Lendlease managing director Mark Menhinnit has reassured a reporter from the ABC that new all-timber office development 5 King in Bowen Hills will 100%, definitely not, no, never catch on fire.

Menhinnit said in the case of fire: “The building just gets a char on the outside, the structural integrity is maintained through an intense fire event.

Just gets a char“. That’s reassuring. Kinda.

Nick Hewson, a technical manager for the development’s timber suppliers XLam, told ‘The Guardianthat Australia’s building code allows for mid-rise timber buildings to exist, but expects developers to include sprinklers in buildings, and ugly cladding over fire-rated plasterboard. Or alternatively, they could just use thicker wood.

He too, mentioned the word ‘char’: “You can subject [thick wood] to long periods of fire exposure, it starts to char which insulates the material inside. It can burn through slowly but maintain its strength.”

So that’s where we got to on the fire issue: thicker wood. A better person wouldn’t be tempted to make a dick joke right now.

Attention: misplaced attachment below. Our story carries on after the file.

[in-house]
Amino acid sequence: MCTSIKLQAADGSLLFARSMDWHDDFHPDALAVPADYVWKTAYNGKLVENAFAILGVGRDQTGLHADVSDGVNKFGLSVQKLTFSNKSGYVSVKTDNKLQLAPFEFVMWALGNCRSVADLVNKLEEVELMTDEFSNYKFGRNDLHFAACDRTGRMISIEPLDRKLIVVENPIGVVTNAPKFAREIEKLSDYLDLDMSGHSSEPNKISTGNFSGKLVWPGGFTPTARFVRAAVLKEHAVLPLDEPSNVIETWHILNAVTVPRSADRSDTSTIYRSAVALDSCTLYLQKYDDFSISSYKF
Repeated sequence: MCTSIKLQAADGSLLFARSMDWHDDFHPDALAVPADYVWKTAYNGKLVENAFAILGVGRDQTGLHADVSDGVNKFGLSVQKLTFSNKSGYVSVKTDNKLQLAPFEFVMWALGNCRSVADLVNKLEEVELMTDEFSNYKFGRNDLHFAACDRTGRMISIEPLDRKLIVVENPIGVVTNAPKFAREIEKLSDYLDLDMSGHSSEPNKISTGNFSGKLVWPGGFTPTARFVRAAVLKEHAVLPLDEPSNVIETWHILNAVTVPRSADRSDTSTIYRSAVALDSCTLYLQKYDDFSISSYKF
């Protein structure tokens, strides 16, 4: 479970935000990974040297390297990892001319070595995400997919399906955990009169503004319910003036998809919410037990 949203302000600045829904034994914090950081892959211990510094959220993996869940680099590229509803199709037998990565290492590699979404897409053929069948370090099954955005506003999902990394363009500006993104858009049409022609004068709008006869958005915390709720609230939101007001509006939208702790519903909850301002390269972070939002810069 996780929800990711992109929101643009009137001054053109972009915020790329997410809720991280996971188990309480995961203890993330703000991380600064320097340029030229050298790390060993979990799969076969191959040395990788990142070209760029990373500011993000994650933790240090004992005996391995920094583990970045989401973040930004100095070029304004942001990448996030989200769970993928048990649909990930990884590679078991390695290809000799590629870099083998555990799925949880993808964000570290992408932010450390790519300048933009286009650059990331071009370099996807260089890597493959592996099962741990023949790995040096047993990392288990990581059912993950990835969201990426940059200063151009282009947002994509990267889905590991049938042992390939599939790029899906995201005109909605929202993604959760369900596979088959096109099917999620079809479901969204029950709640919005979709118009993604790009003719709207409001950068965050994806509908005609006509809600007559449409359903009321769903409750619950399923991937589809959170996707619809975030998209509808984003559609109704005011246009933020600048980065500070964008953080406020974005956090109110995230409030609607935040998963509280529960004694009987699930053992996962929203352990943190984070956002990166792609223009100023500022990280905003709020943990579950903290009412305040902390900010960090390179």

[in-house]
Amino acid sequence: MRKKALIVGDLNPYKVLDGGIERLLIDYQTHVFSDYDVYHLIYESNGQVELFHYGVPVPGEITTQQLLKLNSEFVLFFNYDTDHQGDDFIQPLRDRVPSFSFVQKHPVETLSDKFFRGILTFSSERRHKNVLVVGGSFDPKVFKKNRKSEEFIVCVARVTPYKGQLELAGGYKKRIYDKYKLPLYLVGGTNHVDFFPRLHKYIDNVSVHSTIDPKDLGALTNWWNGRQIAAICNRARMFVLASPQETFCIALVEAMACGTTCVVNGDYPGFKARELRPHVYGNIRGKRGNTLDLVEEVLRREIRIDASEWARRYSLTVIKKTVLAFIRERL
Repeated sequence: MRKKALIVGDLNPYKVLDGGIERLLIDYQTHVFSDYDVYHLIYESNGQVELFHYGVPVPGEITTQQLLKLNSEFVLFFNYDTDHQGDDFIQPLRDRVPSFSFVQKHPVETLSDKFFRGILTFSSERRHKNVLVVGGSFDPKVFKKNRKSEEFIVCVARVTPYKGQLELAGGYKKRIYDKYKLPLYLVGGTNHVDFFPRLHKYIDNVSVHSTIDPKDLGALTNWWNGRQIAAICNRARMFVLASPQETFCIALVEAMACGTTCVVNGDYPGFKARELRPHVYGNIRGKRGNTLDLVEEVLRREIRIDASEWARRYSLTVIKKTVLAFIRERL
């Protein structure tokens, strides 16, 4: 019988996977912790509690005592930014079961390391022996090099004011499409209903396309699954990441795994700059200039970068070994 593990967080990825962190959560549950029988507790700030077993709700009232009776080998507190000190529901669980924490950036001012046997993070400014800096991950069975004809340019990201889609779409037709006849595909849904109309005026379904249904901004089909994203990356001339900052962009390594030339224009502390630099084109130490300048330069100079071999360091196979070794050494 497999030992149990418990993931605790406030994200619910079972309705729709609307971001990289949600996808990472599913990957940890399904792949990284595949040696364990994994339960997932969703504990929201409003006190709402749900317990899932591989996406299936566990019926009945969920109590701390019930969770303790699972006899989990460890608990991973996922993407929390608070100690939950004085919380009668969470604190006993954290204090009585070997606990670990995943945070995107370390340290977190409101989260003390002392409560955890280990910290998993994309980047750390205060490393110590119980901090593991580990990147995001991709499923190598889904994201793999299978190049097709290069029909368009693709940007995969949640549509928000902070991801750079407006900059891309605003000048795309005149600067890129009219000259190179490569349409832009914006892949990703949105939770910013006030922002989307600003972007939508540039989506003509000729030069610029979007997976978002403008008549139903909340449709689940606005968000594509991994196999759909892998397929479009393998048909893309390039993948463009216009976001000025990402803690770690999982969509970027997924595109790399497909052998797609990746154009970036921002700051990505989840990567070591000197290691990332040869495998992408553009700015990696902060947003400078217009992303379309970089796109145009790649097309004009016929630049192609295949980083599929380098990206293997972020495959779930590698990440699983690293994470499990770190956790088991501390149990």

Menhinnit was also dismissive about the threat of termites: “It sits on a concrete podium to isolate the timber from the ground so we don’t have that problem.” 

Yes, of course, why didn’t we think of that? Of course Lendlease’s fifth engineered timber building in Oz has some concrete in it, at the bottom, because termites. It makes total sense.

The nine-storey development, whose construction officially starts today, is due for completion at the end of next year, and has been declared the tallest engineered-timber office tower on Earth. That’s tallest office tower, because there are taller wooden buildings in Oz and across the globe, including an apartment block in Melbourne that is ten storeys tall, just not buildings made exclusively for business things by business people doing business.

5 King is set to be 45 metres tall, with 7,900-square-metres of office space available, and it’ll be made of cross-laminated timber, and glued-laminated timber – the same stuff Sydney‘s International House at Barangaroo is made out of.

Good thing not to scoff at: the cross-laminated timber is sourced from sustainably managed forest, the production process creates zero waste, and has a lower carbon footprint than other building materials. Nifty! 

And working in a timber environment is said to have health benefits, according to PlanetArk, and can lead to a lower heart rate and blood pressure, which can only be a good thing. 

Hopefully construction runs smoothly, or Brissy could end up with something more like this:

Photo: Supplied

Source: ABC / The Guardian